A mask for a polydimethylsiloxane (PDMS) microfluidic device master mold was designed in AutoCAD software. The device comprises two inlets, one outlet, a 100 µm flow focusing junction for droplet generation and an expansion chamber (Fig. 1b; Supplementary Fig. 15). The expansion chamber was designed to reduce the progression speed of the droplets and so holding them in place for long-term imaging. The master mold was fabricated by patterning Hexamethyldisilazaneand AZ® nLOF 2035 negative photoresist on a silicon wafer and then selectively etching the silicon using Oxford Plasma Lab100 System to achieve a desired depth of 62 µm. The top layer of the device was fabricated in PDMS (Silgards 184: Dow Corning, MI, USA) with 10:1 mixing ratio, and cured for 4 h at 70 °C on a hotplate. The inlet and outlet ports were then punched in the cured PDMS. Finally, the PDMS layer was bonded to a glass slide using an oxygen plasma. To study the interaction of the same population of sperm with interfaces of different curvatures a serpentine geometry with different microchannel width after each turn was used (Supplementary Fig. 16).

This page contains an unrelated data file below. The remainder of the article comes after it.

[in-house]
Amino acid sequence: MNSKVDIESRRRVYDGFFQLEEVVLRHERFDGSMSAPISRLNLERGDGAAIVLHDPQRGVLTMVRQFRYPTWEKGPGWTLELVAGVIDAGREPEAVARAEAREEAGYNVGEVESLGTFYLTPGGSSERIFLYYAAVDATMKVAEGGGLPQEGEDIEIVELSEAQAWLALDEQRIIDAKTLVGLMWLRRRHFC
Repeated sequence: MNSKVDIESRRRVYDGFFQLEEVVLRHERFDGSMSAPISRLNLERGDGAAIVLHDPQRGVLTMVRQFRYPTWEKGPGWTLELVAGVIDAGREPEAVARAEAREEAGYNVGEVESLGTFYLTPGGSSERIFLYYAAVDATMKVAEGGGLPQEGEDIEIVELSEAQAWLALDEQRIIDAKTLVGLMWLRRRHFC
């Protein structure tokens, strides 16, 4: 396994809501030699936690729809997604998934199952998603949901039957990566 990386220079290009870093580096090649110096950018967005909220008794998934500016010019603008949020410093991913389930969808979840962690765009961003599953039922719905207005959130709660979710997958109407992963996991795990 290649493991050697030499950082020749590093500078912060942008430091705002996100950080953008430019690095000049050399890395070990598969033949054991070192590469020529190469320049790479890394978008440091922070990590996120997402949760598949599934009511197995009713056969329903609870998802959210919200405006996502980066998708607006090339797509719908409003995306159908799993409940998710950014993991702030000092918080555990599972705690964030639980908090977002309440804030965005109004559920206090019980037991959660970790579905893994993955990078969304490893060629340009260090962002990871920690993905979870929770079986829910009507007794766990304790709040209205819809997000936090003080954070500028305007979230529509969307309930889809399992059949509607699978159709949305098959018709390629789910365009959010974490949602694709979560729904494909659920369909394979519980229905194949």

### Experimental procedure

A standard droplet microfluidic generation technique (flow focusing junction) was used, in which a constant flow of buffer and sample meet at a microfluidic junction resulting in monodisperse droplets encapsulating single sperm74. A synthetic and biocompatible oil (3MTM NovecTM) was used as the continuous phase in which 2% of a biocompatible surfactant (Pico-SurfTM 1, Sphere Fluidics, UK) was added to avoid droplets from merging with each other. A pressure pump (MFCS™-EZ, Fluigent system) controlled by MAESFLO™ 3.3.1 software was used to adjust the inlet pressures for both the dispersed (sperm & buffer) and continuous phases (oil and surfactant). After producing the droplets, the outlet pressure was adjusted so that the droplets stayed static in the expansion chamber where they were imaged. Between experiments, the ratio of the two inlet pressures was adjusted such that droplets of different sizes were generated. It is noteworthy that, due to the 62 μm height of the channel and relatively large size of the droplets, each droplet is essentially a flattened disk rather than a sphere and sperm motion is mainly limited into a two-dimensional (2D) plane, allowing for straight-forward visualization in 2D.

### Microscopy

An inverted fluorescence microscope (Olympus IX83, Japan) equipped with an ORCA-Flash4.0 V3 Digital CMOS camera (Hamamatsu Photonics, Japan) and a stage incubator was used to capture 20× and 60× magnification images of sperm in bright-field imaging modes at 15 and 25 frames per second using Olympus cellSens Dimension 2.1 software.

### Image analysis